Russia hopes Germany would persist
Meanwhile, Russia's Ambassador to Germany Sergei Nechayev also expressed hope that the German government would continue its support for the Nord Stream 2 project.
"As for Nord Stream 2, this is an international economic project. It meets European standards and has received all necessary permits. It meets the interests of Germany and helps to make its products more competitive at the international level and to cover its energy needs amid the abandonment of nuclear energy and coal," Nechayev said, adding that "the federal government is still supporting the project and we hope that it will be so."
"Of course, Germany and the EU can determine their own energy security, but US senators should not be allowed to send letters with threats to European companies and authorities," he added.
European partners Royal Dutch Shell, OMV, Engie, Uniper, and Wintershall are financing 50 percent of the Nord Stream 2 project, up to 950 million euros (1.1 billion dollars) each. Swiss-Dutch company Allseas immediately stopped undersea work on the pipeline last year after Trump signed off on the sanctions against the companies working on the project.
Russia rejects ultimatums, threats
Nechayev further expressed regret about the anti-Russian hysteria in connection with Navalny's case, saying Moscow did not accept ultimatums and threats of sanctions.
He made the comments in response to Berlin's demands to investigate what happened to Navalny, saying that in order to start a criminal trial in Russia, samples of his medical tests were needed.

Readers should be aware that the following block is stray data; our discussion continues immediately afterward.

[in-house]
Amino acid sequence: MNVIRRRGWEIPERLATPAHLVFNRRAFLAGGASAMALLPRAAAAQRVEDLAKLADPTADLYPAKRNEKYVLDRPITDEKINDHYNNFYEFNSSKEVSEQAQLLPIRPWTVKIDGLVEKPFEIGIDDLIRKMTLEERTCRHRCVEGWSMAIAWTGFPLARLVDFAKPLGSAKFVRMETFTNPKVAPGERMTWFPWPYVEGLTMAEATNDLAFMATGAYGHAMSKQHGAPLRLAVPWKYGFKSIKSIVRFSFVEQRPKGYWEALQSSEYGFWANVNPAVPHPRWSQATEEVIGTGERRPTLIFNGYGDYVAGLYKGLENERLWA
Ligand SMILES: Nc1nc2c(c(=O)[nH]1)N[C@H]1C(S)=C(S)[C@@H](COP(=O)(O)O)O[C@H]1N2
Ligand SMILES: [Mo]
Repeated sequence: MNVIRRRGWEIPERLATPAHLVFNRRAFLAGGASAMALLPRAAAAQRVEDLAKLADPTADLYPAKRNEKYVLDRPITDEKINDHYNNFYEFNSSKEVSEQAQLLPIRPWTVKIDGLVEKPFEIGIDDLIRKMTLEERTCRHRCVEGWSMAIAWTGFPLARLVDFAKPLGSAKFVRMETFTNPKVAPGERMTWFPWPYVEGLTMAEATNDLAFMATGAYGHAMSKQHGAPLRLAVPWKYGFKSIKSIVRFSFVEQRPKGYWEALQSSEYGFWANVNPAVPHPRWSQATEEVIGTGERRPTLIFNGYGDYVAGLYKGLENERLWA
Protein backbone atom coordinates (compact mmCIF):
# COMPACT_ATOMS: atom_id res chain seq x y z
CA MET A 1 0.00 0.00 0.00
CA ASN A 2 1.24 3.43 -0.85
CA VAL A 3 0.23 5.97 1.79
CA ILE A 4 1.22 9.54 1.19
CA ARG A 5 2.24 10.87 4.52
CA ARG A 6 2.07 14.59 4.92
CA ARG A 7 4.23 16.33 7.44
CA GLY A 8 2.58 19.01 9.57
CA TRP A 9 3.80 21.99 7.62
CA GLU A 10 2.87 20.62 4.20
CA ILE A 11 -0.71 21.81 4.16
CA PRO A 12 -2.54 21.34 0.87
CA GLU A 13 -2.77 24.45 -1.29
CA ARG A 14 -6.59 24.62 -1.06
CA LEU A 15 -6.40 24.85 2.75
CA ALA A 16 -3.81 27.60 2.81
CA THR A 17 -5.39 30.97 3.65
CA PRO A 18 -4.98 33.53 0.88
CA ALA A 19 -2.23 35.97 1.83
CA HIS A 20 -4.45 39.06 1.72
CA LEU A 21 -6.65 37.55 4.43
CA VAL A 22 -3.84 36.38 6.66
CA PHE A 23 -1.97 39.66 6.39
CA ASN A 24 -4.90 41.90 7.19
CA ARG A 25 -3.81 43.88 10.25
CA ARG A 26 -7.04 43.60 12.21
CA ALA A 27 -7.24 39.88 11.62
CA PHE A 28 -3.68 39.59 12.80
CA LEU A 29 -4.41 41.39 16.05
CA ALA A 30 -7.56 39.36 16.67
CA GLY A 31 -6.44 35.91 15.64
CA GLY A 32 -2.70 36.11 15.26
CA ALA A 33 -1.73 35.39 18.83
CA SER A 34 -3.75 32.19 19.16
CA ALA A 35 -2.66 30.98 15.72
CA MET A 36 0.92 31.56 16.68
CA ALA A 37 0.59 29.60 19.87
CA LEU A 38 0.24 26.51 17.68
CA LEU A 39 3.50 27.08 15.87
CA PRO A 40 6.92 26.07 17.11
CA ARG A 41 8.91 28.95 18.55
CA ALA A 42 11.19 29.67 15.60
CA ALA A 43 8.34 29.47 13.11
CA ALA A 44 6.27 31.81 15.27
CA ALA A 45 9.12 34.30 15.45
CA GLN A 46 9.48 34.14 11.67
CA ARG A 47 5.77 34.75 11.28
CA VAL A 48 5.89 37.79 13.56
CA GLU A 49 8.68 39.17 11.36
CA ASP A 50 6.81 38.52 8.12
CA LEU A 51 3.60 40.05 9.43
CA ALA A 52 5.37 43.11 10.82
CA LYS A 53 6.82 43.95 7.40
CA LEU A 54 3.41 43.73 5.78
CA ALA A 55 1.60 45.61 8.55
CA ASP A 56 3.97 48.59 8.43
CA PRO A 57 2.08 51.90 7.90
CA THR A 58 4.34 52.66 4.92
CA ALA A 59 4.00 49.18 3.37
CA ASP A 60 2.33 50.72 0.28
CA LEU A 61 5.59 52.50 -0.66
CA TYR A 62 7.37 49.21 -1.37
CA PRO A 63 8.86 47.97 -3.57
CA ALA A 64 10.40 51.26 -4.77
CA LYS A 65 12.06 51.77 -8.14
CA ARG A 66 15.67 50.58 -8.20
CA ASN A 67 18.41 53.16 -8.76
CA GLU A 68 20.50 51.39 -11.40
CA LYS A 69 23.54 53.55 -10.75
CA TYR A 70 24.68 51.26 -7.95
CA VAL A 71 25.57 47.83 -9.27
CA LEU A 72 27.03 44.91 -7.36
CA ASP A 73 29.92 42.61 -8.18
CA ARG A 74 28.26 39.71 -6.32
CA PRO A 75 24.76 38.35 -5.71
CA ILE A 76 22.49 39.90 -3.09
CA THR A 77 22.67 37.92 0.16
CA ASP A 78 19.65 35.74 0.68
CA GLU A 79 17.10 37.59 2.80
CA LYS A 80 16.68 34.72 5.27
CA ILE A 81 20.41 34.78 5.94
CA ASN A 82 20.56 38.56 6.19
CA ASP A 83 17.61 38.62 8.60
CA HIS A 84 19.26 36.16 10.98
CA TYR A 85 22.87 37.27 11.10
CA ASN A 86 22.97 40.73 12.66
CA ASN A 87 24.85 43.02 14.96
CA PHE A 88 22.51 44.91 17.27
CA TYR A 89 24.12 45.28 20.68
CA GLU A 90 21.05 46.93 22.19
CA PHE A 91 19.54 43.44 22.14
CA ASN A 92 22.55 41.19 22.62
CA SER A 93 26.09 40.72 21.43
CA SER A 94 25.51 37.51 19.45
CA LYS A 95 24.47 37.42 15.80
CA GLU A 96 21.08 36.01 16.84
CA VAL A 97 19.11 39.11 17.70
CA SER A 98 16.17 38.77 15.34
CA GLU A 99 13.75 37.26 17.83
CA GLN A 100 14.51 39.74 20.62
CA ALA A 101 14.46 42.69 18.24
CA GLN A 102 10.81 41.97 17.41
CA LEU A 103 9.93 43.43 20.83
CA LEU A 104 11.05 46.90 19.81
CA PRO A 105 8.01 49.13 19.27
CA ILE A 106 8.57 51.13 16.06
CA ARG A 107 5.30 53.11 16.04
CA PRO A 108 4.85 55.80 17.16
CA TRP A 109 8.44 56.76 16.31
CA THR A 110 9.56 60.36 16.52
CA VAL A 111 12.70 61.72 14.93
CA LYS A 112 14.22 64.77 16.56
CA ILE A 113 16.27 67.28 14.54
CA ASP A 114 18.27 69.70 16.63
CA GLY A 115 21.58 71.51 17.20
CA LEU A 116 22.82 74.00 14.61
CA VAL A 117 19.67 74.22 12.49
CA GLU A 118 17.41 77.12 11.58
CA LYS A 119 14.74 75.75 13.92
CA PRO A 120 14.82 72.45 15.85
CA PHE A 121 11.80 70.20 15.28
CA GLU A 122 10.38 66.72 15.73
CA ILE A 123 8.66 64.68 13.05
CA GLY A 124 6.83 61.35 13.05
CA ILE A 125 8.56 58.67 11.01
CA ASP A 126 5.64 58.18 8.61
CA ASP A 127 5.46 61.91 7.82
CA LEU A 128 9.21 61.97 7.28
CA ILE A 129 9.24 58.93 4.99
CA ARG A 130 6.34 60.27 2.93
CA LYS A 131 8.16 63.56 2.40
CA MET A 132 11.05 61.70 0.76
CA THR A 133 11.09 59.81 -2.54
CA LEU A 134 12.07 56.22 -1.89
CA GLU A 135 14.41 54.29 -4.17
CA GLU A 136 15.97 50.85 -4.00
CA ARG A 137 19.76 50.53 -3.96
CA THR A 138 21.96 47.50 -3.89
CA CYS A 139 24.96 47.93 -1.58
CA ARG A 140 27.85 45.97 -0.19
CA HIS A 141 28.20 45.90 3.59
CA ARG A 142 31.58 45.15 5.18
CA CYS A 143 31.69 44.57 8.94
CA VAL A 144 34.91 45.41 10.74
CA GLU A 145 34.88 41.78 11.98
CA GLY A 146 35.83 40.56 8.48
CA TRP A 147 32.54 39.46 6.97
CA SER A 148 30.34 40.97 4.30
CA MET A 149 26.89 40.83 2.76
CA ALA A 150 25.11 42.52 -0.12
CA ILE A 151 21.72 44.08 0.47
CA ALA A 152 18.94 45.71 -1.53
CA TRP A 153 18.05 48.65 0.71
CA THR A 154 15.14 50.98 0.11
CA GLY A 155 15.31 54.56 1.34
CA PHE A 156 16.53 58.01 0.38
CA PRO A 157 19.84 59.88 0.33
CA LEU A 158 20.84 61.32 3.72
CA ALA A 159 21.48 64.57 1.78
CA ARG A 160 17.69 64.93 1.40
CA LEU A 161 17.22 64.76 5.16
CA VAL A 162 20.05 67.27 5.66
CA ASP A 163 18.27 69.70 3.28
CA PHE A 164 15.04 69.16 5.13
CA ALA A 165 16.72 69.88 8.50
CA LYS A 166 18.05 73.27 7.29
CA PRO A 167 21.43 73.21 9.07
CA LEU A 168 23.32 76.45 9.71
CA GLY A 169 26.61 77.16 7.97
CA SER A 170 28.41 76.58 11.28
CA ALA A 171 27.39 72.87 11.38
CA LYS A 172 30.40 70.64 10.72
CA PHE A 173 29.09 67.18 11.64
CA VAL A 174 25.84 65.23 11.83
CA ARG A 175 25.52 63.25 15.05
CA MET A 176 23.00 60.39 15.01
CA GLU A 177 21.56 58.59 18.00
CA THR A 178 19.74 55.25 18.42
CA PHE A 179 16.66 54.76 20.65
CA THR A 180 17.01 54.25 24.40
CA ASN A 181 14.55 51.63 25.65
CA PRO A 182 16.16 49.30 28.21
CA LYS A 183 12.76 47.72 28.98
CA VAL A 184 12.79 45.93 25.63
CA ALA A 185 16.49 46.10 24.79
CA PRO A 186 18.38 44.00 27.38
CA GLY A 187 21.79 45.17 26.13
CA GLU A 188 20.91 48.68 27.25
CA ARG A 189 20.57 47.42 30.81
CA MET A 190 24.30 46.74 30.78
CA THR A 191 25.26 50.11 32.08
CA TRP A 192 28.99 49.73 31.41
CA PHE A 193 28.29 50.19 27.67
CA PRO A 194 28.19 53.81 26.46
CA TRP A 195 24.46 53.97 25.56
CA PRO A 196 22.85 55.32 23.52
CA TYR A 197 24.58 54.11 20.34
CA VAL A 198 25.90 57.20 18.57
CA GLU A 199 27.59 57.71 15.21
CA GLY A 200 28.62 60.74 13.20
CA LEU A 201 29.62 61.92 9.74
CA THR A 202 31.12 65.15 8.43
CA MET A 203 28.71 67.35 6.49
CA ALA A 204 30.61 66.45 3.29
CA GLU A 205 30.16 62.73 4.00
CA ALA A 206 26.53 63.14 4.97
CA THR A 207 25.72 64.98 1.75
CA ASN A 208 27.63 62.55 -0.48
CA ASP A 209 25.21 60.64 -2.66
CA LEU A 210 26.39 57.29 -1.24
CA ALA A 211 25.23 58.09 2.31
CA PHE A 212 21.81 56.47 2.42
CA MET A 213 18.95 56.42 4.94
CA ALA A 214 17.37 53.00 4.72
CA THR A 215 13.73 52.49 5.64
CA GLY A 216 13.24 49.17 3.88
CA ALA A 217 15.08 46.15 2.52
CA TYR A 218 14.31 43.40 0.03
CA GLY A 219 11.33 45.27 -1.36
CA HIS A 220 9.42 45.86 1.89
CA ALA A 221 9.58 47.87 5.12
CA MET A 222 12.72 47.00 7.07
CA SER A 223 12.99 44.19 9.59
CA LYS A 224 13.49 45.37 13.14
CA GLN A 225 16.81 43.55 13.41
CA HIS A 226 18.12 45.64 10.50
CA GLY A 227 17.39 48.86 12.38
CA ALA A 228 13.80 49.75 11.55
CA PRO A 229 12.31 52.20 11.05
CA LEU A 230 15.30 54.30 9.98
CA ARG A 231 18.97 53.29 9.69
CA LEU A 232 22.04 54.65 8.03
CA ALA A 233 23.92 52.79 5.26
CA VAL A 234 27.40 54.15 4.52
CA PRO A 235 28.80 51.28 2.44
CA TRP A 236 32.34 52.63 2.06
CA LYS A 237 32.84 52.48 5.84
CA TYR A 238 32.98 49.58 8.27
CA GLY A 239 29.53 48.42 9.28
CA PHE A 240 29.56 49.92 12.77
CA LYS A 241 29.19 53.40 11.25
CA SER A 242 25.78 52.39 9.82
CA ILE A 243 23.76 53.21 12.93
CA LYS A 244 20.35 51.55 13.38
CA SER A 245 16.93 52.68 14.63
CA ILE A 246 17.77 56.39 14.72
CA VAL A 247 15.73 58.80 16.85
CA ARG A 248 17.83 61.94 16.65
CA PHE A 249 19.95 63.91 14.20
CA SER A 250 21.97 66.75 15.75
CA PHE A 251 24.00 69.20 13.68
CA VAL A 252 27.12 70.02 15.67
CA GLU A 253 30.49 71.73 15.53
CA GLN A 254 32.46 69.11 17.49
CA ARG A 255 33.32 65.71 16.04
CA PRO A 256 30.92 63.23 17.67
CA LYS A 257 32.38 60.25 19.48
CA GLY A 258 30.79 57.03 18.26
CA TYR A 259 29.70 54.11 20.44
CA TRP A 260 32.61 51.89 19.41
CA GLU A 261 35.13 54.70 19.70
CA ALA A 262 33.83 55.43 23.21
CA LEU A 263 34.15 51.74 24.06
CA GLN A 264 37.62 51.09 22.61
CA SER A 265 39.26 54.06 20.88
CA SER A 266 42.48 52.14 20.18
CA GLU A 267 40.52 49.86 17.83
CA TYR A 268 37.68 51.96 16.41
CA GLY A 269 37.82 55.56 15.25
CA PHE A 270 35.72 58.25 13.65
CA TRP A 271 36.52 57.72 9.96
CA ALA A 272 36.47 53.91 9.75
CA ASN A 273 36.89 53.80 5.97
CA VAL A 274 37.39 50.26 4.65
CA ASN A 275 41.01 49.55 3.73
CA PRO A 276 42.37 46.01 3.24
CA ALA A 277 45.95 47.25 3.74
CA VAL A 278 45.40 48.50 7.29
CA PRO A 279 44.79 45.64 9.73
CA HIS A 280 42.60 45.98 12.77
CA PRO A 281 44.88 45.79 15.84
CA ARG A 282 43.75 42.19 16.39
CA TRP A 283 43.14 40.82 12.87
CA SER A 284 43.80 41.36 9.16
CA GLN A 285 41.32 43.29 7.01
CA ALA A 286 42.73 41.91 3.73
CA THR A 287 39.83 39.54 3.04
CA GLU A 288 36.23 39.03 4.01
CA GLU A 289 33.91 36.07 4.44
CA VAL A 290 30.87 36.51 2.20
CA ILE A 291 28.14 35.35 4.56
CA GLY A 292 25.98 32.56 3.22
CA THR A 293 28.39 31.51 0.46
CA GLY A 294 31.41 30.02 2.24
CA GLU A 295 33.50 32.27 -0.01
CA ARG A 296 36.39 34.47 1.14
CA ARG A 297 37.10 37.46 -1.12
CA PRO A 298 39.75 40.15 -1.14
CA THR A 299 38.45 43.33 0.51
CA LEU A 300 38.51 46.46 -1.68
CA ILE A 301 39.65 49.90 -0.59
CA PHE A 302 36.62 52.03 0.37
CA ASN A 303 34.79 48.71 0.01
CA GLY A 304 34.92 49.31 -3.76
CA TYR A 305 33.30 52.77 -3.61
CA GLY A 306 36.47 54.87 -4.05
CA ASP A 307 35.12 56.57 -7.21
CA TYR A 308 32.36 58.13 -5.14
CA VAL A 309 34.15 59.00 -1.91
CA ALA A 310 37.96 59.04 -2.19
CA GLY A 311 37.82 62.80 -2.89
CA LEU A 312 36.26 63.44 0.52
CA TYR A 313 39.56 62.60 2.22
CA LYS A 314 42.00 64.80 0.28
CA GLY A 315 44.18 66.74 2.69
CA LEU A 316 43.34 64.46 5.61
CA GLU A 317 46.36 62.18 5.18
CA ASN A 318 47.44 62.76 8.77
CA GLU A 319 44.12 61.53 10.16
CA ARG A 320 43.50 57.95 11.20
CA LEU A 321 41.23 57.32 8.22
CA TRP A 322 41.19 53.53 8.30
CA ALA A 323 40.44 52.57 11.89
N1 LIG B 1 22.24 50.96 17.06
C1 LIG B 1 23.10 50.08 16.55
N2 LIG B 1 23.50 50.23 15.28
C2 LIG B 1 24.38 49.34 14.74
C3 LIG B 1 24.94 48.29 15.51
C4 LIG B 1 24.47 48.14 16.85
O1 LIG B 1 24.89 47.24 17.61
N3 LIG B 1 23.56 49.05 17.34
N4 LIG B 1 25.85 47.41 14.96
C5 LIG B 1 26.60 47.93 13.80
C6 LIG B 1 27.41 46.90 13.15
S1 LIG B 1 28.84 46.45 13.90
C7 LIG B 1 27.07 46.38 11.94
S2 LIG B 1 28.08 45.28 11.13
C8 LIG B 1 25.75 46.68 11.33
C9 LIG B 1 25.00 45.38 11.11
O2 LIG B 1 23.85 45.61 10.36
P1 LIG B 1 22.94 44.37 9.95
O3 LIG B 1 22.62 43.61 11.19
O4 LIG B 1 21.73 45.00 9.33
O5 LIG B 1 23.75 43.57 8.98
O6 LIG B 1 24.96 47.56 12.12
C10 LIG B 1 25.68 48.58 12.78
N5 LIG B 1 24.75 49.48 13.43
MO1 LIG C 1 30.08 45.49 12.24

While calling for an investigation, Germany has withheld Navalny's biomaterial. Russian prosecutors have asked Germany to provide the medical records of Navalny for a comparative study of his condition given that no traces of poison were found in his blood at the Russian hospital.
"Germany says that the Russian authorities should conduct an investigation in Russia, there allegedly was the use of a chemical warfare agent. We need samples so that a criminal investigation could be started at all. In accordance with the law, we cannot start an investigation of a crime without evidence," Nechaev said.
France urges Russia to give answers or face consequences
Separately on Tuesday, French President Emanuel Macron asked for an immediate explanation from Russia over the alleged poisoning of Navalny.
Macron made the demand during a speech to the United Nations General Assembly, warning that Paris would not allow its "red lines" on the use of chemical weapons to be crossed.
"We will not tolerate the use of chemical weapons in Europe, in Russia, or in Syria," Macron said. "This clarification must be swift and flawless because we will enforce our red lines."
Macron, however, did not say what would be done if Russia did not provide explanations.
This is while the French Foreign Ministry has said it is reviewing a request from Russia's prosecutor general to help in Navalny's case.
"We have received a request from Russia. It is under examination," French Foreign Ministry spokeswoman Agnes von der Muhll told reporters in Paris on Tuesday.
"The priority remains for Russia to shed light on the circumstances and responsibilities behind the assassination attempt that took place on its territory against a member of the Russian political opposition using a nerve agent," she claimed.